Here's a look at Friday's noteworthy tech news:
European tech stocks hammered following 'Brexit' vote
As one would expect, continental tech names have been especially hard-hit after the U.K. voted to leave the E.U. As of 2:30 p.m. ET, Nokia (NOK) - Get Report was down 8.3%, SAP (SAP) - Get Report was down 7.5%, Ericsson (ERIC) - Get Report was falling 6.6%, and chipmakers NXP Semi (NXPI) - Get Report and STMicroelectronics (STM) - Get Report are down 7.2% and 8.3%, respectively. U.K.-based ARM Holdings (ARMH) , whose CPU core designs are licensed to dozens of chipmakers worldwide, was outperforming, with shares down just 1.4%.
Aside from the impact of European economic turmoil on local sales, worries abound regarding spillover effects such as the impact of Brexit on labor markets, trade agreements and regulatory complications. Some British tech firms are already thinking about relocating. One silver lining: The selloff in the euro that has followed the vote makes exports cheaper.
Jim Cramer thinks NXP's selloff spells a buying opportunity, and cites the company's growing chip sales within Internet of Things (IoT) end-markets. Though NXP does have healthy European exposure, the company also counts Apple (AAPL) - Get Report, Samsung (SSNLF) , and major U.S. and Asian automakers as key clients. Separately, Canaccord's Matt Ramsay argues ARM could be hurt as a stronger dollar impacts the royalties it derives from the U.K/Europe.
Dan Taitz, an exec at online video software firm Penthera, tells Light Reading that Netflix will begin allowing users to download some TV shows and movies for offline viewing. "My expectation is that by the end of the year, Netflix will be launching download-to-go as an option for their customers."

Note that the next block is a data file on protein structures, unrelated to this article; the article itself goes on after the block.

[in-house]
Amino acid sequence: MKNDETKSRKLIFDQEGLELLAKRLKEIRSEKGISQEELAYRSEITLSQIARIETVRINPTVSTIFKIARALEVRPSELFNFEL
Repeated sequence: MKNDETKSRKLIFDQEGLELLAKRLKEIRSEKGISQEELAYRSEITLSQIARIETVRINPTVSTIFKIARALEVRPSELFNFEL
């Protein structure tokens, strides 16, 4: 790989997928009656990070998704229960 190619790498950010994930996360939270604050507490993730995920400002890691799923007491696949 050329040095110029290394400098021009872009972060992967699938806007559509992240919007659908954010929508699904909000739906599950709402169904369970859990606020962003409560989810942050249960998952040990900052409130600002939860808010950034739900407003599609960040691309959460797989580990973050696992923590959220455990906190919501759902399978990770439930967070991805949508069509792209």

CEO Reed Hastings has already said Netflix could support offline viewing, while suggesting the move would be done to improve the user experience in foreign markets where Netflix is dealing with "an uneven set of networks. Netflix is dealing with a lot more such places after having expanded into 130 additional countries in January, including India, Russia, South Korea, and Vietnam.
But the feature could also appeal to users in developed markets who want to watch Netflix while on flights, or who simply don't want to burn through their mobile data buckets while away from home. It would also remove a competitive advantage for Amazon's (AMZN) - Get Report Prime Video, which began supporting offline viewing last year.
Adding download support could increase Netflix's already-voracious appetite for telecom capacity. Telecom equipment firm Sandvine estimates Netflix single-handedly accounts for 35.15% of downstream U.S. Internet traffic during peak hours, easily surpassing Alphabet's (GOOGL) - Get Report YouTube (17.53%) and Amazon (4.26%). Content delivery network (CDN) owners Level 3 and Limelight handle some of Netflix's traffic; however, Netflix has been steadily migrating traffic to an internal CDN.
Sixteen months after Qualcomm settled a Chinese antitrust probe for $975 million and agreed to grant special royalty terms to local phone vendors for the use of its numerous 3G and 4G patents, the company is suing one of those local OEMs, Meizu, for allegedly refusing to "negotiate in good faith and enter into a license agreement" on the same terms offered to peers. Qualcomm notes more than 100 other firms have agreed to those terms, with the list including major OEMs such as Lenovo, ZTE, and Xiaomi.
Qualcomm wants a Beijing intellectual property court to grant a ruling declaring that the terms the company has given to other Chinese OEMs should form the basis of a deal with Meizu. While Meizu is a small fish -- IDC estimates the company had just a 0.4% global smartphone share in Q1 -- the fact that Qualcomm is willing to take this matter to court shows its confidence Chinese authorities won't oppose its efforts to use legal means to collect royalties from phone vendors that are playing hardball.
Qualcomm is down 5.4% as of the time of this article, but that has much to do with the broad market selloff that has followed the Brexit vote. Both Qualcomm's chip and licensing businesses have sizable European exposure.